The Namesake, by Jhumpa Lahiri

18 Jun


 Having recently read Lahiri’s first work, a Pulitzer prize-winning set of short stories entitled Interpreter of Maladies- I was excited to see how her novel The Namesake compared. I found it interesting that even her long-form prose took on a rather episodic pace. Using the protagonist and his love/hate relationship with his unusual name as a focal point, the narrative jumps through the life of Gogol Ganguli, an American born to Bengali parents, growing up in the academic world of New England.

I especially enjoyed Lahiri’s description of Gogol’s various girlfriends, all extremely intelligent and interesting women, each of whom he appreciates and eventually drifts away from in a very careful and deliberate manner. What I love and hate about Lahiri’s characters is that, in many cases, I do not necessarily like them as much as I want to be them.  For example in The Namesake we have, Gogol’s girlfriend, Maxine, who shares her exquisite family life with Gogol- good wine, good food, a house in New York and a summer home in New Hampshire, his wife Moushumi, a doctoral candidate in French Literature who spent the years before she met him living in Paris on a whim, his sister Sonia, who moves to California for college before returning to a successful career as a lawyer and marriage to a successful journalist. Not only their successes, but their failures are alluring. Broken engagements, the stress of demanding jobs, a cultural tension with their parents’ generation if only my problems were as glamorous (not that these issues are necessarily easy they just seem so…grown up).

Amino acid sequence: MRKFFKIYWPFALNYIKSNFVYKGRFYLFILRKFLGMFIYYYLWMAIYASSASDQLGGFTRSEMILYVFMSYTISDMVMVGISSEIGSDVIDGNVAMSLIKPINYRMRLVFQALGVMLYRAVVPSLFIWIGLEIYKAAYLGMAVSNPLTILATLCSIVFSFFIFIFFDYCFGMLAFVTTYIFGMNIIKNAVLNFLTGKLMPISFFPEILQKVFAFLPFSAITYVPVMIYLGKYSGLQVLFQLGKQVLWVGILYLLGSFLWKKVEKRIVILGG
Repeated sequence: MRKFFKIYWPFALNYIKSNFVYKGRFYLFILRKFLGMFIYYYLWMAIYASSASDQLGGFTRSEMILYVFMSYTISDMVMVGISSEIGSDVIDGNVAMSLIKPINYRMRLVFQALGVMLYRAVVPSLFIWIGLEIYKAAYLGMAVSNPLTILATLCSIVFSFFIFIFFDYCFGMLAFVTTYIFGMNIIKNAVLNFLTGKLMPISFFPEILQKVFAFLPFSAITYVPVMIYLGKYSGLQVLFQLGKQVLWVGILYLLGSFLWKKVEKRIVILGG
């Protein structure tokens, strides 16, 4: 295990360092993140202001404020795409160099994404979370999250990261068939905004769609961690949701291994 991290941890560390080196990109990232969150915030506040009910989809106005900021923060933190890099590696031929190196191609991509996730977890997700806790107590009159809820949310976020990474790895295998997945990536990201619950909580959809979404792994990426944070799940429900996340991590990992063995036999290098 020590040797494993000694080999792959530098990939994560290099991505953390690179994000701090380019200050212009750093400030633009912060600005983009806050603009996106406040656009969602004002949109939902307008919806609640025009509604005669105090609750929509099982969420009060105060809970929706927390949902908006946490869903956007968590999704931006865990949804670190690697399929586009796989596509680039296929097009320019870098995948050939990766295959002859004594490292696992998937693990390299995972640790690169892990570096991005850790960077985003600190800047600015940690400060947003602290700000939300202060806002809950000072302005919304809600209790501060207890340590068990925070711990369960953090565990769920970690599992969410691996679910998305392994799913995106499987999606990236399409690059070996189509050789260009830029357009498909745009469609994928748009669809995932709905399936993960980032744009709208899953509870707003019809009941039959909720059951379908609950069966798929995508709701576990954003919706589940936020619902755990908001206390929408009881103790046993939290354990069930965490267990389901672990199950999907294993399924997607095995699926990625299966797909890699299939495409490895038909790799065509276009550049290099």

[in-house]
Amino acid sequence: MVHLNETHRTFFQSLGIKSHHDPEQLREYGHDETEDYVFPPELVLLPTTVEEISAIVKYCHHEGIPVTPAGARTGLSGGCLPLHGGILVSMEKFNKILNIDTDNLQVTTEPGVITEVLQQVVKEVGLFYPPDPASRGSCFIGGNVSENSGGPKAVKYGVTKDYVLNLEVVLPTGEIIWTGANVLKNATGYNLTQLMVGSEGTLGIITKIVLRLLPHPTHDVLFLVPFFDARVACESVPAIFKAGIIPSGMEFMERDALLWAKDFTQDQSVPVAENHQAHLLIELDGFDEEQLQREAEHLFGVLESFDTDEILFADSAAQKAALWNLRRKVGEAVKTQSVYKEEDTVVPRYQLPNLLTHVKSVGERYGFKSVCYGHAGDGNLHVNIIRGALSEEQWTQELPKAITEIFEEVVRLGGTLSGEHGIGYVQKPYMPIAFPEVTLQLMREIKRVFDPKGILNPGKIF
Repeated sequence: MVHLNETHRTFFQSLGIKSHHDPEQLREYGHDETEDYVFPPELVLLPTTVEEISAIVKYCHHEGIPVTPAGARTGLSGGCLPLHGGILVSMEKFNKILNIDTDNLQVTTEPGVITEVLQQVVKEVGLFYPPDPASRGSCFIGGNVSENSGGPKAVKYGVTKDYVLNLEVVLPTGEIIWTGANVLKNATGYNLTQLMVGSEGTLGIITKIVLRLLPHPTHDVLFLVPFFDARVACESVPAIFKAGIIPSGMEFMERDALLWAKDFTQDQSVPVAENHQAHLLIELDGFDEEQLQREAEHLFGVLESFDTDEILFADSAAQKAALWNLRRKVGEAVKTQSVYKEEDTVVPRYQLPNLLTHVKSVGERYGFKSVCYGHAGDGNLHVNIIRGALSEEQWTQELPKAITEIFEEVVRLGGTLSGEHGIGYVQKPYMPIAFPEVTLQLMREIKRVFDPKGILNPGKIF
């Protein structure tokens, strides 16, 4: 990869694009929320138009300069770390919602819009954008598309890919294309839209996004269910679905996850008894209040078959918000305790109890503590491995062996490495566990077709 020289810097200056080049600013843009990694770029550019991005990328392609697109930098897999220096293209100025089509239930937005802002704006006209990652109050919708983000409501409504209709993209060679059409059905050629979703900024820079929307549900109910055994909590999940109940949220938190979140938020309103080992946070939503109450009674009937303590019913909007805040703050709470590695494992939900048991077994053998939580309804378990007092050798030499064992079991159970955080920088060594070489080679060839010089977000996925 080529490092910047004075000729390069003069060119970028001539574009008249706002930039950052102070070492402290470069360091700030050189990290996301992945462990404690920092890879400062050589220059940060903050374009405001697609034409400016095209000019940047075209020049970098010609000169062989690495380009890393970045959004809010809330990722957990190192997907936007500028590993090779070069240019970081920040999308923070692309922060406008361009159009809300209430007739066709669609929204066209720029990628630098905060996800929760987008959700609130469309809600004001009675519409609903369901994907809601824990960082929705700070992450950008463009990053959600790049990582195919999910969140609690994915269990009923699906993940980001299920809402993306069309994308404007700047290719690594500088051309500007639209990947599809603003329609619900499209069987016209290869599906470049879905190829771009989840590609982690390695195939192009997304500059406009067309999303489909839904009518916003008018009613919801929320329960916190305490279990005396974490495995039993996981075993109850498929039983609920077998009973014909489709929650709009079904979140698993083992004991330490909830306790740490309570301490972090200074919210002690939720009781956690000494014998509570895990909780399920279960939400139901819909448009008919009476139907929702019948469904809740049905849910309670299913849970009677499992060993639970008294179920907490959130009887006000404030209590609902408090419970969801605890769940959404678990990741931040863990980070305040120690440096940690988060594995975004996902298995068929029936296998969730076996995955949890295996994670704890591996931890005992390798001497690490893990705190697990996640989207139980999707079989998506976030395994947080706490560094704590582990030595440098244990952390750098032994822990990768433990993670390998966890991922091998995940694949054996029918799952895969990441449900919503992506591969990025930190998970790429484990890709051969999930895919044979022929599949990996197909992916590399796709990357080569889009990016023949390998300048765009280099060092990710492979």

The Namesake’s main tension seems to be the between generations the younger generation born and raised as Americans and their older parents, voluntarily separated from the culture they grew up surrounded by- living in a world as foreign to them as their native Calcutta is to their children. Having never experienced such a tension myself, growing up surrounded by family, 5 minutes from the house where my mother grew up, I found the exploration of such a cultural experience  within a family very interesting.

Jhumpa Lahiri



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